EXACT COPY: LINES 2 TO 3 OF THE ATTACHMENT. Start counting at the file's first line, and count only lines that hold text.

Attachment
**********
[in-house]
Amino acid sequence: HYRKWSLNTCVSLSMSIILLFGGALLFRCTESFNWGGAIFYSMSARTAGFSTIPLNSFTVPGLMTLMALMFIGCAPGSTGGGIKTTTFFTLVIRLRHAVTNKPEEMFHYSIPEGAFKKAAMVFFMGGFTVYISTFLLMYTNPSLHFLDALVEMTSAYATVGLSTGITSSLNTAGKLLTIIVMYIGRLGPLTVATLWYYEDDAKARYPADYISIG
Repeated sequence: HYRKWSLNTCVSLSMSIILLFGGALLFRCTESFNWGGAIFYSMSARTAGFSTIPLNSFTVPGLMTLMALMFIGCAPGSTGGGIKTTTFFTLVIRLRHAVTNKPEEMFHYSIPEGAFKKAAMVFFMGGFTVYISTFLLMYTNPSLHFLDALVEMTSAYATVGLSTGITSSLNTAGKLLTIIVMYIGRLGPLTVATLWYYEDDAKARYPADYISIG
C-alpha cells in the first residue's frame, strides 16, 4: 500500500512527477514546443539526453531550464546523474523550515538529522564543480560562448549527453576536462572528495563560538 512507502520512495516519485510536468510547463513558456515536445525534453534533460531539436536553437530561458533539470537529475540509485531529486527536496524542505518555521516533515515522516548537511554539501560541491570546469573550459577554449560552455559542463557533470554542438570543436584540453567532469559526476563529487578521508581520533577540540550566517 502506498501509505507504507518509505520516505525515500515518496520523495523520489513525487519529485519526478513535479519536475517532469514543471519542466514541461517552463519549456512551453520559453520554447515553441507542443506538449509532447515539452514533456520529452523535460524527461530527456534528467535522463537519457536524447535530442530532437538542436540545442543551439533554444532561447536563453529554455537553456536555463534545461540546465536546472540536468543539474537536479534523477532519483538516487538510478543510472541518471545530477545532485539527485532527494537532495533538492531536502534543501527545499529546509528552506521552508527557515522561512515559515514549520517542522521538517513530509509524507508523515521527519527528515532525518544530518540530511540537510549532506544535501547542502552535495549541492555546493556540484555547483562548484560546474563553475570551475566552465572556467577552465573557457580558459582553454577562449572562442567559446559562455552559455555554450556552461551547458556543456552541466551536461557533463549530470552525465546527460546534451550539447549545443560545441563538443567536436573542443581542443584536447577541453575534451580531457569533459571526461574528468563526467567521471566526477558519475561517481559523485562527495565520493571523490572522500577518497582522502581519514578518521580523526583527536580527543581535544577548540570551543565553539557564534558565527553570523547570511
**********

Amino acid sequence: HYRKWSLNTCVSLSMSIILLFGGALLFRCTESFNWGGAIFYSMSARTAGFSTIPLNSFTVPGLMTLMALMFIGCAPGSTGGGIKTTTFFTLVIRLRHAVTNKPEEMFHYSIPEGAFKKAAMVFFMGGFTVYISTFLLMYTNPSLHFLDALVEMTSAYATVGLSTGITSSLNTAGKLLTIIVMYIGRLGPLTVATLWYYEDDAKARYPADYISIG
Repeated sequence: HYRKWSLNTCVSLSMSIILLFGGALLFRCTESFNWGGAIFYSMSARTAGFSTIPLNSFTVPGLMTLMALMFIGCAPGSTGGGIKTTTFFTLVIRLRHAVTNKPEEMFHYSIPEGAFKKAAMVFFMGGFTVYISTFLLMYTNPSLHFLDALVEMTSAYATVGLSTGITSSLNTAGKLLTIIVMYIGRLGPLTVATLWYYEDDAKARYPADYISIG